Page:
Highlights from the CATCH ALL lab rotation grants – new methods and fostering collaborations

At the recent CATCH ALL summer school, two scientists from the CATCH ALL clinical research unit received lab rotation grants of €5,000 each. Read here about their experiences:

Marta Lustig, PhD student at the Valerius laboratory, UKSH Kiel (P6), visited the Bertozzi laboratory in Stanford, USA

I recently joined the laboratory of 2022’s Nobel Prize winner Carolyn Bertozzi at Stanford University from August to September 2023. The rotation, guided by Jessica C. Stark, PhD, focused on antibody lectin chimeras (AbLecs) production from an innovative platform in antibody engineering. The primary objective was the parallel targeting of a tumor-associated antigen and an immune checkpoint. During my stay, we tailored AbLecs to precisely target B acute lymphoblastic leukemia cells.

Marta Lustig visited the Bertozzi-Lab at Stanford University, USA

This rotation deepened my understanding of antibody engineering and production. The collaborative and cutting-edge research environment at the Bertozzi Laboratory greatly contributed to my professional growth, offering valuable insights into glycobiology and biorthogonal chemistry. Back in Kiel, I look forward to further analyzing the antibodies developed during my stay at Stanford. The lab rotation has provided me with in-depth knowledge, which will be crucial for my ongoing projects.

Malwine Barz, Post-doc at the Baldus laboratory, UKSH Kiel (P1) invited Giulia Moro from Zürich, Switzerland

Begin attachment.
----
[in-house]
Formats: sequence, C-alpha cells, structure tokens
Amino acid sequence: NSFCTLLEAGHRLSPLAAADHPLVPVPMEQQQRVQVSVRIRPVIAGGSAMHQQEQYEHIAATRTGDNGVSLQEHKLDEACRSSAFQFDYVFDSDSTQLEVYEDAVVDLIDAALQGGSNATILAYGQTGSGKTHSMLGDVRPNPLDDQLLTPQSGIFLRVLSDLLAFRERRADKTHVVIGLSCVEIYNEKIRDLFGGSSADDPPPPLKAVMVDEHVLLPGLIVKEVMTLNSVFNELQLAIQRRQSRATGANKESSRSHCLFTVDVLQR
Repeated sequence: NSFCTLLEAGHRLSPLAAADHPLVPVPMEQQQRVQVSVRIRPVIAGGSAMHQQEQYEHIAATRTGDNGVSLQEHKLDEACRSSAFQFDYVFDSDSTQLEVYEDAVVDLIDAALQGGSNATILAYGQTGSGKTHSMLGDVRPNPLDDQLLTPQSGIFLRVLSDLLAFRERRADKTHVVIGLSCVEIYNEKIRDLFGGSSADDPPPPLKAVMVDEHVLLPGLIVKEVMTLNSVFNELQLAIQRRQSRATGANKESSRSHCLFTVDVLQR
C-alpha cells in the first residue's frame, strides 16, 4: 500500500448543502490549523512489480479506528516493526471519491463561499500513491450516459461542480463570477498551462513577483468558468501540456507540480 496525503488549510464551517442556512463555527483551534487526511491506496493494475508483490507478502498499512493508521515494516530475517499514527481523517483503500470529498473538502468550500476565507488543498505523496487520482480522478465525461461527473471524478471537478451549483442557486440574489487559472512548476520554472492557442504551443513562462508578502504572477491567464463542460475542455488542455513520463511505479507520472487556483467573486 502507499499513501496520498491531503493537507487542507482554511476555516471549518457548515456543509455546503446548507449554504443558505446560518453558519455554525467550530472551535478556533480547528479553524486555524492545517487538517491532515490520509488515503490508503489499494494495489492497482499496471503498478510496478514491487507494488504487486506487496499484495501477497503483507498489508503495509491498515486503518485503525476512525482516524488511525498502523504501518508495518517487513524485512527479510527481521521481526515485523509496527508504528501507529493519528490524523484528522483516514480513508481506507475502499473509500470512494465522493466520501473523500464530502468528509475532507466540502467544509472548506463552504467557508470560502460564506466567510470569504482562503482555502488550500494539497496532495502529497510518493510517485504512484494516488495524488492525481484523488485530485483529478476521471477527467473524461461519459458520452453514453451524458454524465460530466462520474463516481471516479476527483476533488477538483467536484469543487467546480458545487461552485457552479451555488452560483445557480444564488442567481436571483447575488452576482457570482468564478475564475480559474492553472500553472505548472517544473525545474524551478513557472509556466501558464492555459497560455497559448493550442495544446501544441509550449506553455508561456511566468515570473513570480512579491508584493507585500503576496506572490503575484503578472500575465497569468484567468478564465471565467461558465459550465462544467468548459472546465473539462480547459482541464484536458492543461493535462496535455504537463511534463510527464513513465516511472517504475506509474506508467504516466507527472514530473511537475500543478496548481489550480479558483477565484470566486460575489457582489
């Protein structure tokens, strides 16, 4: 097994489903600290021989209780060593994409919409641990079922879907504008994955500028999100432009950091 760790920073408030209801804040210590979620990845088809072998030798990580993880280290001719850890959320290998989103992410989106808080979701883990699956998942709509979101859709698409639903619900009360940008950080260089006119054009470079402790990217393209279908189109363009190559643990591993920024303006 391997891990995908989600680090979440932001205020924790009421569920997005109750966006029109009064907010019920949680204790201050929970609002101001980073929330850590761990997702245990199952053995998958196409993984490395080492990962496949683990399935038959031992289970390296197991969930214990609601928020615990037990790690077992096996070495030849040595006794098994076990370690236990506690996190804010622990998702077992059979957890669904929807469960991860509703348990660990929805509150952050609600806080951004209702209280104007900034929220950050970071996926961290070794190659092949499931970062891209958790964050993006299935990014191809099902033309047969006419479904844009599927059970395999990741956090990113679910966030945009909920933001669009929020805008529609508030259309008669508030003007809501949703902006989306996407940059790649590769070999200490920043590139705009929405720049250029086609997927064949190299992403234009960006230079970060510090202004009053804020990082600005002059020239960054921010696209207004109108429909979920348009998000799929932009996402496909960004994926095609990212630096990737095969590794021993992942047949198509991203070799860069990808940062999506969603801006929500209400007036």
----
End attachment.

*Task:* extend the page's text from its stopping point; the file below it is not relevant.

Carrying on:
Our collaboration with Giulia Moro from the Basler Laboratory at the University of Zurich began in December 2022 and has been a great exchange of insights and methodologies. The single RNA sequencing (scRNA-seq) method allows the capturing of fusion genes in single cells and hence to better understand the cell of origin in acute lymphoblastic leukemia. In March 2023, I visited the Basler laboratory in Zurich, where I learned about this novel scRNA seq method they have established. My visit laid the foundation for a true collaboration, and we invited Giulia to Kiel in June 2023 for a one-week lab rotation.

During her stay, Giulia shared her expertise and thoroughly trained our team on the scRNA-seq method. Together with Miriam Denker and Sonja Bendig, we conducted scRNA-seq runs with cell lines and patient samples, gaining valuable hands-on experience.

Dr. Malwine Barz (second from the left) invited Giulia Moro (right, and middle) from the Basler-Lab, University of Zürich.

Giulia also provided in-depth explanations on the bioinformatic analyses, enhancing our understanding of scRNA-seq experiments. In return, we shared our ongoing work, including cloning, CRISPR, drug screens, and FACS procedures. Monika Brüggemann explained the diagnostics of acute lymphoblastic leukemia, emphasizing our focus on ALL subtypes and resistance.

Beyond the laboratory, we had enjoyable dinners and fruitful discussions corroborating our collaboration. We have regular online meetings enabling us to exchange data and information despite the geographical distance. Together, we are unraveling the complexities of the cell-of-origin in ALL and thus actively contributing to the overall goals of the clinical research unit CATCH ALL at the UKSH.

Additional Details


Marta Lustig, M.Sc.

Doctoral Researcher
Division of Stem Cell Transplantation and Immunotherapy / University Medical Center Schleswig-Holstein, Campus Kiel, Clinic for Internal Medicine II, Hematology and Oncology / University Medical Center Schleswig-Holstein, Campus Kiel

Participating Institutes